Shortly after, however, the servant who was shown mercy finds someone who owed him money. This person was also a servant of the king. They were both on the same level. They were both servants. As the first servant realizes that he has not been paid by this other servant, he gets angry. He then demands that payment be made. He even physically assaults the servant who owed him money.

His fellow servant falls down before the servant who was shown mercy and pleads for mercy. However, the servant who was shown mercy at the first refuses to show mercy to this man who was pleading for it. The Bible even tells us that the debt the second servant owed was much less than the one the king showed mercy toward.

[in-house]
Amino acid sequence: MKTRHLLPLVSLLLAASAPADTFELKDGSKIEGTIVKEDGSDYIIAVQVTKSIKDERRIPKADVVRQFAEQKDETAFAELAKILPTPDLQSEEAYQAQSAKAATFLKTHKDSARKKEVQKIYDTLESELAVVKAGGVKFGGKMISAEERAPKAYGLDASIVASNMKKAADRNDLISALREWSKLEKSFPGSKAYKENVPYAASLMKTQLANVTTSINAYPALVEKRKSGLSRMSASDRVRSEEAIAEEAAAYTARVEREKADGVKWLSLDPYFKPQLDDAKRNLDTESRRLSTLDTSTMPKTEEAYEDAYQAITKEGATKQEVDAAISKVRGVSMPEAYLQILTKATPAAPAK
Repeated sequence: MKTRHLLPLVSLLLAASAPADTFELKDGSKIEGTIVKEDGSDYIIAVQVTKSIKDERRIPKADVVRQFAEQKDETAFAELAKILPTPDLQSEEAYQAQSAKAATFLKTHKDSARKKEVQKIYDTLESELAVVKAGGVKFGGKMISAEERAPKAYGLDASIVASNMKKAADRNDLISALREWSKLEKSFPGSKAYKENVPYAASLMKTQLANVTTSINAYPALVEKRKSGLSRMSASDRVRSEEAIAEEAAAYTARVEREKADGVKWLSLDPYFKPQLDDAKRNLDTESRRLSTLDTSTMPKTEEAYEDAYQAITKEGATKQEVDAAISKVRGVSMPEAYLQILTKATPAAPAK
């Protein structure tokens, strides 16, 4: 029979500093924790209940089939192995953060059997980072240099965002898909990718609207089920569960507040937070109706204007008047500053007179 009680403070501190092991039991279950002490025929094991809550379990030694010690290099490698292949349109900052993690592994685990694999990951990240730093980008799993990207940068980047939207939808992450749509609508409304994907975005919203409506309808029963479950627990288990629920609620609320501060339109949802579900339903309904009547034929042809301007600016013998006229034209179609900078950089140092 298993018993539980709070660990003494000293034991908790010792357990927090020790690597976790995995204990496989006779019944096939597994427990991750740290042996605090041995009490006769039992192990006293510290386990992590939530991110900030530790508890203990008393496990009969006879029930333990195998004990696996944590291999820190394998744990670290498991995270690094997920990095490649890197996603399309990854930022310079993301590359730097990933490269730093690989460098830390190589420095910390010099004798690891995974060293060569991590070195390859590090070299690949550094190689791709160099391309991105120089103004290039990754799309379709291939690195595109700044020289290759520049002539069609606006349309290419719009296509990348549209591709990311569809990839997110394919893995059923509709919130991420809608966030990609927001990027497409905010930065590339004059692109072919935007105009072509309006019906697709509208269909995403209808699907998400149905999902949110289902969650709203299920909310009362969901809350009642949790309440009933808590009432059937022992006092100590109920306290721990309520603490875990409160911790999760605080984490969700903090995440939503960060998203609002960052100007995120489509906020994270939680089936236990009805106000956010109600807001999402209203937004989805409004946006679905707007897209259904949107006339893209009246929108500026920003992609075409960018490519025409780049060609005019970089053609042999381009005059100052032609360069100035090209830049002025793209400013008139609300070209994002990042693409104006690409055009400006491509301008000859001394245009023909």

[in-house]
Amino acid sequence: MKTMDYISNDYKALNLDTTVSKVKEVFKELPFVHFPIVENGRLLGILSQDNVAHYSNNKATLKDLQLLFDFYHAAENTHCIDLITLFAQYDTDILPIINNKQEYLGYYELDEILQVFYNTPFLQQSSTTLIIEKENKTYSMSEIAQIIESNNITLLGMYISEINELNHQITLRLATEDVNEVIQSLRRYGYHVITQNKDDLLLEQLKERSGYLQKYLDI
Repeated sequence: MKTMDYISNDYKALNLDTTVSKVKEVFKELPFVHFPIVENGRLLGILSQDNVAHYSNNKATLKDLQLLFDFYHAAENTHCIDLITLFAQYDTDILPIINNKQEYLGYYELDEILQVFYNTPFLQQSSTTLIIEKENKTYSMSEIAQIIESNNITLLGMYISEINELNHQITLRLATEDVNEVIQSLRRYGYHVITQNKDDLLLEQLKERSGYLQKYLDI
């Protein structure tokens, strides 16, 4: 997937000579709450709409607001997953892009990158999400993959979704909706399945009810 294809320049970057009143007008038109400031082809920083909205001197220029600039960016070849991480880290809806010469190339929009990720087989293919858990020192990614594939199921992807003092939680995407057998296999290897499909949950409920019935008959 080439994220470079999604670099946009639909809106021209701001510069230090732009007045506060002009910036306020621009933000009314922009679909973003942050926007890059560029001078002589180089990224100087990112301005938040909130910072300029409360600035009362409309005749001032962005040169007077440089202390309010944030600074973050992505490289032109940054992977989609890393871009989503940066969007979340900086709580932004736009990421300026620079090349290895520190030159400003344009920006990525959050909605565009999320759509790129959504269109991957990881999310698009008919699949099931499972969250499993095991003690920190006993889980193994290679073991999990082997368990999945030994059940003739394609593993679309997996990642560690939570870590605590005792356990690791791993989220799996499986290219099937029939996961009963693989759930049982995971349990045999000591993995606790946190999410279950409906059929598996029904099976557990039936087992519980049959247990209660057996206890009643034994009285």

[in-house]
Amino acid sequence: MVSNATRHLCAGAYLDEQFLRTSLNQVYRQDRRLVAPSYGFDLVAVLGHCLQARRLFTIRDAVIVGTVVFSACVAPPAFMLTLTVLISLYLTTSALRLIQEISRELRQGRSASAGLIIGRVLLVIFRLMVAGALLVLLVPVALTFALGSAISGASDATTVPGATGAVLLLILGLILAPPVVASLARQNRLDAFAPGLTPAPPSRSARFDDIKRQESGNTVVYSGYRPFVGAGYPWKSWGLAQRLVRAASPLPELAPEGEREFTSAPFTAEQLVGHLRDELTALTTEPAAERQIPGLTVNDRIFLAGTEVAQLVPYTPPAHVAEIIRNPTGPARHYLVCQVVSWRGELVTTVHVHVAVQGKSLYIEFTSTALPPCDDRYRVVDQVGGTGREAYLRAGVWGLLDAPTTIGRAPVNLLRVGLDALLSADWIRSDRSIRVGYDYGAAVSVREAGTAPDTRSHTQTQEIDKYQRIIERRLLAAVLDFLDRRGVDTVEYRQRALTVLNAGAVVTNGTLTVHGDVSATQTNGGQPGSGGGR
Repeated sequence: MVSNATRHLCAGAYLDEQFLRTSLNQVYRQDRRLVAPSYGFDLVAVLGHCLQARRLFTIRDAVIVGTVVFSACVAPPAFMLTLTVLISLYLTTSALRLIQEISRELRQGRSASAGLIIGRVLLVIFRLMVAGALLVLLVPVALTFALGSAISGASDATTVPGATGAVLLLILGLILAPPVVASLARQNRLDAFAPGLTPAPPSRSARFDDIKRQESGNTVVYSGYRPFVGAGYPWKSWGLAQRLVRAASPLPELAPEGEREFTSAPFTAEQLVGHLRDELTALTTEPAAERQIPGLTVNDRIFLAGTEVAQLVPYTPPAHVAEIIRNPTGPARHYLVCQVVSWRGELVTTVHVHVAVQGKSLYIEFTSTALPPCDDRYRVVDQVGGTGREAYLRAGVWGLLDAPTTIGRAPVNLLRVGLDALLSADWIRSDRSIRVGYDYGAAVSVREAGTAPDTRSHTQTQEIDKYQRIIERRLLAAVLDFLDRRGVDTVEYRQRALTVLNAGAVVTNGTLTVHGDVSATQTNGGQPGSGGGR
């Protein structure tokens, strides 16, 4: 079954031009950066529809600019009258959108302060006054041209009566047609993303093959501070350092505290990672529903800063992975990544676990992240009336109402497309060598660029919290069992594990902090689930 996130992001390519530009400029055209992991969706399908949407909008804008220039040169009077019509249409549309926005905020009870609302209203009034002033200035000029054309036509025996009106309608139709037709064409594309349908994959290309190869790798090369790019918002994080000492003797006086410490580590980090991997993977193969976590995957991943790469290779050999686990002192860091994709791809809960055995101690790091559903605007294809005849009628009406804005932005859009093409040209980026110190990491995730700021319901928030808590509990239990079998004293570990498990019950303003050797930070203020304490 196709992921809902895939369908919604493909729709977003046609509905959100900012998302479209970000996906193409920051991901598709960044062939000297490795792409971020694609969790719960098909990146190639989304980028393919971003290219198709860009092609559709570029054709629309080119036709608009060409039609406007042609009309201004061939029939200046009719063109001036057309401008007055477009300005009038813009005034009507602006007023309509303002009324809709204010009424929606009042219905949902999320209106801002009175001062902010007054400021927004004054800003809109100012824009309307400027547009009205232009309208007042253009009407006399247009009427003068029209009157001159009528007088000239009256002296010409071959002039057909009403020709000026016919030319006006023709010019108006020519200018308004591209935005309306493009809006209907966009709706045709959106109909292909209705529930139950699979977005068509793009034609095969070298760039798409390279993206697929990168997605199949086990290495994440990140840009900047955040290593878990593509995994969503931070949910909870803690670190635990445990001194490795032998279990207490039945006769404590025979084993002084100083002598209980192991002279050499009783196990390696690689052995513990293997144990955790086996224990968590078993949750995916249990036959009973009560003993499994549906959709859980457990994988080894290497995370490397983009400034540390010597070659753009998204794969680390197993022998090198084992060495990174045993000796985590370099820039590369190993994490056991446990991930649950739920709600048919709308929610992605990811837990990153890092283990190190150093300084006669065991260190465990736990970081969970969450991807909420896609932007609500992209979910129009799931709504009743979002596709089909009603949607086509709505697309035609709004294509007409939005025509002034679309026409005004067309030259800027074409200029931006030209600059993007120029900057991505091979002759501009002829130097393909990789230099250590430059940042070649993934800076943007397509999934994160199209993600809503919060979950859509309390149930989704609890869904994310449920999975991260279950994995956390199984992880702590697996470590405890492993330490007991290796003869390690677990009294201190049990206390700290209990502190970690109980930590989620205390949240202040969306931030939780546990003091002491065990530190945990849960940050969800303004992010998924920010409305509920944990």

Their fellow servants rush off and tell the king of what took place. The king is amazed. After the abundance of mercy that the king showed his servant, his servant still went out and refused to show others mercy.

This story is meant to help the Christian recognize the great debt of which he has been forgiven by God. The more the Christian comes to grips with the mercy that he has been shown and is regularly shown, the more that he will also be merciful toward others.

Final prayer

Father, I thank You that You have been so merciful to me. Help me to never forget the abundance of mercy that I receive each day. Help me to also remember that if I withhold mercy from others, You will withhold it from me. In Jesus’ name, Amen.